NSW Farmers research focussed on two second-tier cities, Hangzhou and Chongqing, both of which have strong demand for additional supplies of premium beef, and relatively strong compliance and cold-chain logistics infrastructure.  A good rule of thumb when selecting target markets is to consider the cities where  Chinese ecommerce majors such as Alibaba, and Yiguo operate their own cold chain distribution systems.  The market presence of these firms corresponds closely to the distribution of wealth in the population.  These firms have made billion dollar investments in logistics on the basis of their understanding of demographics and demand trends. 

Australian beef marketed on T.Mall by a Chinese importer

Change drivers in the Chinese economy

China’s economy has undergone significant transformation and rapid growth in the three decades since the PRC Government implemented free-market reforms. In recent years, the Government has recognised the need for structural reforms to assist the nation’s economy, from a focus on export manufacturing to a more sustainable view of domestic consumption and services, and less emphasis on debt-financed public investment.

As a result, China has entered a period of economic easing and corresponding slowdown in imports and financial market volatility. According to the International Monetary Fund (IMF), growth in China is expected to slow to 6.3 per cent in 2016 and 6.0 per cent in 2017, compared to global growth projections of 3.4 and 3.6 per cent respectively (IMF, 2016).

With regard to trade, a general slowing of the economy is unlikely to reduce demand for imported food.  In the next five years, China’s population is forecast to increase to 1.4 billion and to grow in wealth to comprise 66 per cent of the world’s middle class.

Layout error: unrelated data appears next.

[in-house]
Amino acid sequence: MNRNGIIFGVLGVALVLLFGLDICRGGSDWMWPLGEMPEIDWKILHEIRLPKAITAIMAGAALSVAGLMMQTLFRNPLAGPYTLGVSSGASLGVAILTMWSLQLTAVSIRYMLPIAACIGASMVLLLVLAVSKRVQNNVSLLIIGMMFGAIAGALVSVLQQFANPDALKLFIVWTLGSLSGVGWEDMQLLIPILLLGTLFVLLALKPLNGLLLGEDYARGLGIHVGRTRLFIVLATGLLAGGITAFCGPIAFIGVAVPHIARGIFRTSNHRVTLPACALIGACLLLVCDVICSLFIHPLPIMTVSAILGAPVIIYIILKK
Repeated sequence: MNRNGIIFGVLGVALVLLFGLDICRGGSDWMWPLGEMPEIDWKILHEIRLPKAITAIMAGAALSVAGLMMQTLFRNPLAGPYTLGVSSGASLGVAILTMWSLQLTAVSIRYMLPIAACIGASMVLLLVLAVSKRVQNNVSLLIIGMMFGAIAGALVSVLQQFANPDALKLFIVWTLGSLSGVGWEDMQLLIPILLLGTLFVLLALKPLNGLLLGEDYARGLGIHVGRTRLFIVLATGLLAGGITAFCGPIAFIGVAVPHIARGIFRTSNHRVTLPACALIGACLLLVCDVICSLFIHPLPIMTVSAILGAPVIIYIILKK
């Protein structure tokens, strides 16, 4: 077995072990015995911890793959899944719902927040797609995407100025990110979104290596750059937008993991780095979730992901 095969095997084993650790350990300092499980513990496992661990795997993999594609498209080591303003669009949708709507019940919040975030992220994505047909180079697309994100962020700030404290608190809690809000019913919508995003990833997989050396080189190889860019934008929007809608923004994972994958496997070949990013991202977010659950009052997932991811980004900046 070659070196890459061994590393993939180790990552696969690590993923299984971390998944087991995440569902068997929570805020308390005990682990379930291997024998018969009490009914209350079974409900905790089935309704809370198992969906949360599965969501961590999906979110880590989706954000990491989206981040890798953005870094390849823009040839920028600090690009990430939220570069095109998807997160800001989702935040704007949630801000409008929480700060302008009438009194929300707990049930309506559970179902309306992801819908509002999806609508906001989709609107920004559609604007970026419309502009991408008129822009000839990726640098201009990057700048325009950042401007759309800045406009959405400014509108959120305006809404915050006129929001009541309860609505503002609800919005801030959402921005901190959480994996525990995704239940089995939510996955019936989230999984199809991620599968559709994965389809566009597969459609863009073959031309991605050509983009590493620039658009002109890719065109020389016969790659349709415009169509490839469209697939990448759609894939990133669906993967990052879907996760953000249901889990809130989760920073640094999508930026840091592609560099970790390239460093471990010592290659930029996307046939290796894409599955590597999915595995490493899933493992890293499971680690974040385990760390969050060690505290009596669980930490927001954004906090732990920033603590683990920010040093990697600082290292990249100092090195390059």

China needs to feed 22 per cent of the world’s population with only 7 per cent of its farmland and 6 per cent of its water resources.

Demand factors for imported food


There are 63,500 ultra-high net worth individuals in China with assets of more than 100 million Chinese yuan (US$15.8 million).
The Chinese Luxury Consumer White Paper 2012


Health and food safety are dominant concerns for Chinese consumers and Australia has a strong reputation in this regard.  Middle class and wealthy Chinese will pay a premium for food they trust but research purchases of expensive goods carefully and are highly selective.  Consumer packing beef in Australia and providing a strong provenance story is the best way to achieve premium prices in Chinese markets.  For more about demand for beef in China and consumer preferences see Demand Trends for Beef in China. 


Austrade. (2013, October). Insight - China’s second and third tier markets for Australian goods and services. Retrieved April 18, 2016, from

IMF, I. M. (2016). World Economic Outlook - Update January 2016. IMF.




[1] Autonomous regions are specific areas associated with one or more ethnic minorities who are nominally given a number of rights not accorded to other administrative divisions.

[2] Directly Controlled Municipality is the highest-level classification for cities used by the People's Republic of China. These cities have the same rank as provinces and form part of the first tier of administrative divisions of China.

[3] Self-governing autonomous territories are defined as those that fall within the sovereignty of the People's Republic of China, yet do not form part of mainland China: they include Hong Kong and Macau.